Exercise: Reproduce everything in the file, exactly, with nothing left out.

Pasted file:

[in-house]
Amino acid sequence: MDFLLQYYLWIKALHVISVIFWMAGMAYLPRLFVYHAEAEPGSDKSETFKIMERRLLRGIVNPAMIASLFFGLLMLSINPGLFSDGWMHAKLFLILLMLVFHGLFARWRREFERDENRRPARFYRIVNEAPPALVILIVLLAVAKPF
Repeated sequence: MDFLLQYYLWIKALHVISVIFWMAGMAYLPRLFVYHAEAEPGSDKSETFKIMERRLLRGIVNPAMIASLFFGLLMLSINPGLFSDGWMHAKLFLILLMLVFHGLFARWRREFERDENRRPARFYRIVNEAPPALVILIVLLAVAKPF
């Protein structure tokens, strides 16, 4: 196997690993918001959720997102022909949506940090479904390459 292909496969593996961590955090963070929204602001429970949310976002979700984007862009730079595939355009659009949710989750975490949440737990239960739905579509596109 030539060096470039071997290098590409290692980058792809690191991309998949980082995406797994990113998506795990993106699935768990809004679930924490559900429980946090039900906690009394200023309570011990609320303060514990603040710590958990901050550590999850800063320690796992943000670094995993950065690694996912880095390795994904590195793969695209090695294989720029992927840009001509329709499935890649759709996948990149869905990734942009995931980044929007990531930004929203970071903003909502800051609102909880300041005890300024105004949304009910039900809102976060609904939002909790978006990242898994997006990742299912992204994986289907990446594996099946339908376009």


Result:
[in-house]
Amino acid sequence: MDFLLQYYLWIKALHVISVIFWMAGMAYLPRLFVYHAEAEPGSDKSETFKIMERRLLRGIVNPAMIASLFFGLLMLSINPGLFSDGWMHAKLFLILLMLVFHGLFARWRREFERDENRRPARFYRIVNEAPPALVILIVLLAVAKPF
Repeated sequence: MDFLLQYYLWIKALHVISVIFWMAGMAYLPRLFVYHAEAEPGSDKSETFKIMERRLLRGIVNPAMIASLFFGLLMLSINPGLFSDGWMHAKLFLILLMLVFHGLFARWRREFERDENRRPARFYRIVNEAPPALVILIVLLAVAKPF
């Protein structure tokens, strides 16, 4: 196997690993918001959720997102022909949506940090479904390459 292909496969593996961590955090963070929204602001429970949310976002979700984007862009730079595939355009659009949710989750975490949440737990239960739905579509596109 030539060096470039071997290098590409290692980058792809690191991309998949980082995406797994990113998506795990993106699935768990809004679930924490559900429980946090039900906690009394200023309570011990609320303060514990603040710590958990901050550590999850800063320690796992943000670094995993950065690694996912880095390795994904590195793969695209090695294989720029992927840009001509329709499935890649759709996948990149869905990734942009995931980044929007990531930004929203970071903003909502800051609102909880300041005890300024105004949304009910039900809102976060609904939002909790978006990242898994997006990742299912992204994986289907990446594996099946339908376009």